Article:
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Davis Opening Statement: Hearing on State TANF Spending and Its Impact on Work Requirements

May 17, 2012

Our hearing today reviews a key provision of welfare reform: State spending requirements and their impact on work requirements.

As part of welfare reform in 1996, States were given a Federal block grant for the Temporary Assistance for Needy Families (or TANF) program which maintained record Federal spending on welfare.  At the same time, States were allowed to reduce State spending to as little as 75 percent of prior levels under “Maintenance of Effort” or “MOE” requirements.  This requirement was meant to ensure a continued Federal/State partnership in helping families move from welfare to work.

But now there is cause for concern that in some States this financial partnership is becoming a more one-sided proposition, with States no longer matching Federal spending as reliably as they once did.

Ironically, recent official data from the Department of Health and Human Services – including Fiscal Year 2011 data published yesterday – appears to suggest States have been increasing their own TANF spending rapidly.  As this graph shows, since FY 2005, States have reported spending almost one-third more on TANF, including during and after the Great Recession:

However, what appears to be behind this growth is not actual increases in State TANF spending, but rather increased State reporting of TANF spending, including spending by third parties that States are now claiming as their own.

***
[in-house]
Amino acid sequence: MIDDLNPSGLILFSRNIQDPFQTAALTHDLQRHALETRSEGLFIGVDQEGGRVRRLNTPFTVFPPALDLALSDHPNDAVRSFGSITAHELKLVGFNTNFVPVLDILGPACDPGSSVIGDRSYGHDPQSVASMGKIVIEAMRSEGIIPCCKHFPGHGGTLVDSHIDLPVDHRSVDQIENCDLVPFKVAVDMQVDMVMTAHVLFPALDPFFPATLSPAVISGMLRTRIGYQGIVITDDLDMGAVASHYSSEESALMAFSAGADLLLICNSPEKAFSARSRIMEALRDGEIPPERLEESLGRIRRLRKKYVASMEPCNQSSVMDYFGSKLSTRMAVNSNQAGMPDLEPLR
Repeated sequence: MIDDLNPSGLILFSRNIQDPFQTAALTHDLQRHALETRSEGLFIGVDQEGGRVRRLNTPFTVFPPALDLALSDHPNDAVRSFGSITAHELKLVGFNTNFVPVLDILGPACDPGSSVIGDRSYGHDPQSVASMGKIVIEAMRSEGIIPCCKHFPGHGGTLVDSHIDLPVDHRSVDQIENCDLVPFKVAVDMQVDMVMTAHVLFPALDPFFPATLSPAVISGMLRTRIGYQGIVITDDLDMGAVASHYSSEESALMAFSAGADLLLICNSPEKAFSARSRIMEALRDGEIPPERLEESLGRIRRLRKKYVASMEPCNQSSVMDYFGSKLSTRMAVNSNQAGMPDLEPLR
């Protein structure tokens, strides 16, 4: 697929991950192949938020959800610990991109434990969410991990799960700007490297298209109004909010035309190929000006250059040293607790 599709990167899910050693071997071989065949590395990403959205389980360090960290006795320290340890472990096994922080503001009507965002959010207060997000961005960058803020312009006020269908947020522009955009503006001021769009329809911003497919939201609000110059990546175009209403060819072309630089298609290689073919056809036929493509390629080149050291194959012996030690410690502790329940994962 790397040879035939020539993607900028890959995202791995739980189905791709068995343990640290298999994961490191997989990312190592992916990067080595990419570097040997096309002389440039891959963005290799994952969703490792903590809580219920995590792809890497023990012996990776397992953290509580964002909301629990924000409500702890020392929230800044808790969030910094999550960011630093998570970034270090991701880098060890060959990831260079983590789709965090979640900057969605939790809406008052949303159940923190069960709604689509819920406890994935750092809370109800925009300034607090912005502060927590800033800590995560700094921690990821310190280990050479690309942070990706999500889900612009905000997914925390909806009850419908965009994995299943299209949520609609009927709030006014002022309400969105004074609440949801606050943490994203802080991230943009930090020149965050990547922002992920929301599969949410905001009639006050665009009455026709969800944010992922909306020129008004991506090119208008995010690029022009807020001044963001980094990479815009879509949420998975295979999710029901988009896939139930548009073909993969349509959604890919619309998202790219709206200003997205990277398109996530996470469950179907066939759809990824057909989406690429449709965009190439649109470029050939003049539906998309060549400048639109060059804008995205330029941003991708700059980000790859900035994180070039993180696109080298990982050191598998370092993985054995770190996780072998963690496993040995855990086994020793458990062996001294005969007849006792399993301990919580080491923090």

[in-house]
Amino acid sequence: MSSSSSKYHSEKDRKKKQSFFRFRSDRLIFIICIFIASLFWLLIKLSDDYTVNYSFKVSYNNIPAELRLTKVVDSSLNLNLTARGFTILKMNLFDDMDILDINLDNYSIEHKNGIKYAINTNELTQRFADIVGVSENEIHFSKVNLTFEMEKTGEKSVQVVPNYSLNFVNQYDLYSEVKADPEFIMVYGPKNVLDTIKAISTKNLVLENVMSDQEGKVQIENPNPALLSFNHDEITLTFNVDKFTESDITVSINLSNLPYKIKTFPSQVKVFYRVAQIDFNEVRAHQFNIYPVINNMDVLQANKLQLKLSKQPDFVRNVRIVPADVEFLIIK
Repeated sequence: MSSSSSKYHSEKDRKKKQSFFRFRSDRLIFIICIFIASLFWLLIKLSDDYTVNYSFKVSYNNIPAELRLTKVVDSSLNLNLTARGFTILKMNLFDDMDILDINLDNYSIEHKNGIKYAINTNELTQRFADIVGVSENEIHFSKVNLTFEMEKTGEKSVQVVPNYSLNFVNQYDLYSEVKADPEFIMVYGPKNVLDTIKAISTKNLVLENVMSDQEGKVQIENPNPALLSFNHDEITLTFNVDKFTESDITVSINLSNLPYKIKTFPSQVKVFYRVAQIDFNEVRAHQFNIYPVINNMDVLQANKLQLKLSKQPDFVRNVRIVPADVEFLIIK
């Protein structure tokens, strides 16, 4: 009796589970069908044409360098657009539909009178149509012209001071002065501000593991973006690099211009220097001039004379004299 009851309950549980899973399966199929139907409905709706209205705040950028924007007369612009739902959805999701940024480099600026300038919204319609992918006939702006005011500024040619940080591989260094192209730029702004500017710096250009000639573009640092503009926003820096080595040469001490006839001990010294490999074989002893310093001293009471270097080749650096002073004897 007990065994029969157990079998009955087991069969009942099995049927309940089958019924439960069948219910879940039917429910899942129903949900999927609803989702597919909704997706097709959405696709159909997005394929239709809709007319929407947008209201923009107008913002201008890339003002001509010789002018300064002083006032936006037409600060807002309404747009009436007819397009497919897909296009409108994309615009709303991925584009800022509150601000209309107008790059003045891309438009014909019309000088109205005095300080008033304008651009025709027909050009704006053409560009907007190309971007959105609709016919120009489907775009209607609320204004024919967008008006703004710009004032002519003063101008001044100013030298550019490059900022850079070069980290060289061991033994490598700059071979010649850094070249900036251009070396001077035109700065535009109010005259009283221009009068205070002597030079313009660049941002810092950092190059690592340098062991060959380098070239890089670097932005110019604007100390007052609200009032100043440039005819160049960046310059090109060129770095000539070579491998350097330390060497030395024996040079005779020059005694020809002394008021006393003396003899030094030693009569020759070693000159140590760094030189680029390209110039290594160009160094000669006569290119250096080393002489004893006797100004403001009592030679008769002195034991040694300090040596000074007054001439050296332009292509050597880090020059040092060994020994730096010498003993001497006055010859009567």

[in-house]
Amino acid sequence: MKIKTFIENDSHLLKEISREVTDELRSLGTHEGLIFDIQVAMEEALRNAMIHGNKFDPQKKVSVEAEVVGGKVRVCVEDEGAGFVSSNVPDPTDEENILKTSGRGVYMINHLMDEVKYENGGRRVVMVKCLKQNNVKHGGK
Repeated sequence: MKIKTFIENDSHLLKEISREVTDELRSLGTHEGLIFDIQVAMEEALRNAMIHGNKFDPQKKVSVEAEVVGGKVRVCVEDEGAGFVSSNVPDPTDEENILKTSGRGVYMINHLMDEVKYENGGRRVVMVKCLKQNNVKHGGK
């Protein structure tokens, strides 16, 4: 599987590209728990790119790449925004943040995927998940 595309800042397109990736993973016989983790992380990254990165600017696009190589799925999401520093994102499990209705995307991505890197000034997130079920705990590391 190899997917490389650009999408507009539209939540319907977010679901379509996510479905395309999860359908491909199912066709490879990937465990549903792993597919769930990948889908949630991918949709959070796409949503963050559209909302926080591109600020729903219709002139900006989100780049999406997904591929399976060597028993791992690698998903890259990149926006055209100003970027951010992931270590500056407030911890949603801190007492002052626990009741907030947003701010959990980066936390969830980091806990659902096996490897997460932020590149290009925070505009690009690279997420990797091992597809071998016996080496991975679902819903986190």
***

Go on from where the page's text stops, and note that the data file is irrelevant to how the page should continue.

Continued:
Why would States choose to start reporting more TANF spending?

There are several reasons.  

First, under a 1999 regulation, States can reduce the share of adults they must engage in work if they “spend” more than required.  These “excess MOE credits” have attracted greater State interest since work requirements were strengthened in the Deficit Reduction Act signed into law in early 2006.  The most recent data suggests sixteen States used excess MOE credits to satisfy work requirements, effectively reducing the share of adults on TANF that are expected to work or train in order to maintain TANF benefits.

Second, other sources of Federal TANF funding – the ongoing “contingency fund” and the onetime “welfare emergency fund” created in the 2009 stimulus law – require increased levels of State spending.  So to get more Federal funds, States had to spend more State dollars, or at least report that they were doing so.   

This slide, taken from a presentation given to State TANF directors at a December 2006 conference, illustrates how the “hunt for MOE” has been on, and appears to be behind some reported increases in State TANF spending:

Many States have scoured their budgets to find other current program spending – such as for Pre-K, child care, and after school programs – they could report as TANF spending.  Others began counting third-party spending – such as assistance offered by food banks and Boys and Girls clubs – as TANF spending.  One State even apparently found a way to count the value of volunteer hours by Girl Scout troop leaders as State TANF “spending.”  

Now, I want to be clear that this is not illegal.  But that does not make it right.  States’ ability to claim such a broad range of items as TANF spending, as well as the availability of excess MOE credits when they do so, have eroded key features of the Federal/State partnership in place since 1996.

Today’s hearing will review these issues and consider whether the law should be adjusted to ensure TANF continues to meet its goal of helping low-income parents find and keep jobs.

We have an excellent panel of witnesses joining us today to review these issues, which our colleagues on both sides of the aisle recognize merit attention.  I look forward to working with all of our colleagues and invited guests on this as we consider TANF reauthorization later this year.